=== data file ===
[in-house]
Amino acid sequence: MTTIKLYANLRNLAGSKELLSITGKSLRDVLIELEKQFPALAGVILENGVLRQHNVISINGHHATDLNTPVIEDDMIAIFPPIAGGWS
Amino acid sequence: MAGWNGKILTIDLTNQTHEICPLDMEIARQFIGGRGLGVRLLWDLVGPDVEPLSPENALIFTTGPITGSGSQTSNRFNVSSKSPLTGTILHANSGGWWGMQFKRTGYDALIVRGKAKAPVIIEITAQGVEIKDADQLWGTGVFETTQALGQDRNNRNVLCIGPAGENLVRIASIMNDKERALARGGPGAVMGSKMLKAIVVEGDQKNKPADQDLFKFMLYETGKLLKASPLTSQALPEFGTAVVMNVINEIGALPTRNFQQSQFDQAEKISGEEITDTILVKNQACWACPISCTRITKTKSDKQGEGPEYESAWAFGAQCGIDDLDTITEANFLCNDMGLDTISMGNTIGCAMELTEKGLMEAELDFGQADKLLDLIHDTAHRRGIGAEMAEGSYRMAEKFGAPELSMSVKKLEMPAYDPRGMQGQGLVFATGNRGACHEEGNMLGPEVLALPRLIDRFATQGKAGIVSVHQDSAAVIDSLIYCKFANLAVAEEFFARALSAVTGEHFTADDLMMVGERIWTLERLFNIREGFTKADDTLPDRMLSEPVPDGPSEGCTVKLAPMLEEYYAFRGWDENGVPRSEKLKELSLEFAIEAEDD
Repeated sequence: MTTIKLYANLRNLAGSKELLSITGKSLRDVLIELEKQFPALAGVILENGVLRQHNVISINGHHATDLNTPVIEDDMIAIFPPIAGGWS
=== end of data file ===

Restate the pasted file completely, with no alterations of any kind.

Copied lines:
[in-house]
Amino acid sequence: MTTIKLYANLRNLAGSKELLSITGKSLRDVLIELEKQFPALAGVILENGVLRQHNVISINGHHATDLNTPVIEDDMIAIFPPIAGGWS
Amino acid sequence: MAGWNGKILTIDLTNQTHEICPLDMEIARQFIGGRGLGVRLLWDLVGPDVEPLSPENALIFTTGPITGSGSQTSNRFNVSSKSPLTGTILHANSGGWWGMQFKRTGYDALIVRGKAKAPVIIEITAQGVEIKDADQLWGTGVFETTQALGQDRNNRNVLCIGPAGENLVRIASIMNDKERALARGGPGAVMGSKMLKAIVVEGDQKNKPADQDLFKFMLYETGKLLKASPLTSQALPEFGTAVVMNVINEIGALPTRNFQQSQFDQAEKISGEEITDTILVKNQACWACPISCTRITKTKSDKQGEGPEYESAWAFGAQCGIDDLDTITEANFLCNDMGLDTISMGNTIGCAMELTEKGLMEAELDFGQADKLLDLIHDTAHRRGIGAEMAEGSYRMAEKFGAPELSMSVKKLEMPAYDPRGMQGQGLVFATGNRGACHEEGNMLGPEVLALPRLIDRFATQGKAGIVSVHQDSAAVIDSLIYCKFANLAVAEEFFARALSAVTGEHFTADDLMMVGERIWTLERLFNIREGFTKADDTLPDRMLSEPVPDGPSEGCTVKLAPMLEEYYAFRGWDENGVPRSEKLKELSLEFAIEAEDD
Repeated sequence: MTTIKLYANLRNLAGSKELLSITGKSLRDVLIELEKQFPALAGVILENGVLRQHNVISINGHHATDLNTPVIEDDMIAIFPPIAGGWS